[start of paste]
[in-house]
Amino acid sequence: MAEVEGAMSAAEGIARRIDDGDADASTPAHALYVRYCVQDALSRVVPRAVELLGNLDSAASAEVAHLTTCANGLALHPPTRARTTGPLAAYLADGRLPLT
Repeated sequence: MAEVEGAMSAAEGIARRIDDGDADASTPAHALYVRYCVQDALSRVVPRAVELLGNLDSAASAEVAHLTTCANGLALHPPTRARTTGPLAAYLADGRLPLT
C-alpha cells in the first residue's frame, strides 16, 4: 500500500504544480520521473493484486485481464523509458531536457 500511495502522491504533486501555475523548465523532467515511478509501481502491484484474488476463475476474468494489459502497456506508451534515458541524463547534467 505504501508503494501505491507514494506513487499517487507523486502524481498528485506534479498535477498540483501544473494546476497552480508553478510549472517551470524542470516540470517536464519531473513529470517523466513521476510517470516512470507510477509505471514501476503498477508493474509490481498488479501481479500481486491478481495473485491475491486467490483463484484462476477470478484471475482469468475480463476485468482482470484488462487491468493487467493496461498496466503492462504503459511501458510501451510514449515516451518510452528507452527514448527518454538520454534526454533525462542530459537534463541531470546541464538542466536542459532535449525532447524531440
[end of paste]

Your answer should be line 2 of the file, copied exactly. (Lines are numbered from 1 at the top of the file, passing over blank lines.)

Amino acid sequence: MAEVEGAMSAAEGIARRIDDGDADASTPAHALYVRYCVQDALSRVVPRAVELLGNLDSAASAEVAHLTTCANGLALHPPTRARTTGPLAAYLADGRLPLT